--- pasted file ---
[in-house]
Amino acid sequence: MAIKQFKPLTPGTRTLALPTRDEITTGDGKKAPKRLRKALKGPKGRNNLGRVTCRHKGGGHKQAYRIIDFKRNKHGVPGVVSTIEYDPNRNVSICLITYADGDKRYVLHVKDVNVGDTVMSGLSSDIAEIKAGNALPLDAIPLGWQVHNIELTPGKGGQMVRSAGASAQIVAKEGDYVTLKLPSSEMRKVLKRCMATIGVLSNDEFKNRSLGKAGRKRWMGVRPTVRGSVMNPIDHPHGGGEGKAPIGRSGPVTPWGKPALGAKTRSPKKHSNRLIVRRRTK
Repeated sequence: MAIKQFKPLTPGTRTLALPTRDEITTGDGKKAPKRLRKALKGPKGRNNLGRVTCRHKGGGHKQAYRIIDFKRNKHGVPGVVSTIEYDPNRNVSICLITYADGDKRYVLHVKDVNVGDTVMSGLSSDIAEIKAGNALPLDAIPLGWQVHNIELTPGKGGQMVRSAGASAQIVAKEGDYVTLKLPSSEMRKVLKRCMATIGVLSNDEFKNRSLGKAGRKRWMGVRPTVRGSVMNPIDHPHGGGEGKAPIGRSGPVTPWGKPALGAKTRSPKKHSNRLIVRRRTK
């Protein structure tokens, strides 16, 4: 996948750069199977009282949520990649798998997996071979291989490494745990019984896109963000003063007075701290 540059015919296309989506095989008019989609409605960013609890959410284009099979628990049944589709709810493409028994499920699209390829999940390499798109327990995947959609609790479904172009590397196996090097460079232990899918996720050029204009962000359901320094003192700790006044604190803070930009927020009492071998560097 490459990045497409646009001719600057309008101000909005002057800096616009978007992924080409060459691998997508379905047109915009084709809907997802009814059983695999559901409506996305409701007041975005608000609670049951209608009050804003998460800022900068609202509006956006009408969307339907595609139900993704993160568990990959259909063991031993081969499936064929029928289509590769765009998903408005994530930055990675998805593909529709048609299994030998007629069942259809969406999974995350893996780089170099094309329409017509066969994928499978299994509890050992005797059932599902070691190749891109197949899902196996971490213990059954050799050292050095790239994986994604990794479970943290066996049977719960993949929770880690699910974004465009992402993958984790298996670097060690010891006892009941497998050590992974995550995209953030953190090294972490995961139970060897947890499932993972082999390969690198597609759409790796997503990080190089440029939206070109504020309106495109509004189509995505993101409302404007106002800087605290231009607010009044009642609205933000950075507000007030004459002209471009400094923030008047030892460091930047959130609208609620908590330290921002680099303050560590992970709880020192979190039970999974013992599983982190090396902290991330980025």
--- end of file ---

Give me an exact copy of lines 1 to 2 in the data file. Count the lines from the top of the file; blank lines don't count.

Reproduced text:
[in-house]
Amino acid sequence: MAIKQFKPLTPGTRTLALPTRDEITTGDGKKAPKRLRKALKGPKGRNNLGRVTCRHKGGGHKQAYRIIDFKRNKHGVPGVVSTIEYDPNRNVSICLITYADGDKRYVLHVKDVNVGDTVMSGLSSDIAEIKAGNALPLDAIPLGWQVHNIELTPGKGGQMVRSAGASAQIVAKEGDYVTLKLPSSEMRKVLKRCMATIGVLSNDEFKNRSLGKAGRKRWMGVRPTVRGSVMNPIDHPHGGGEGKAPIGRSGPVTPWGKPALGAKTRSPKKHSNRLIVRRRTK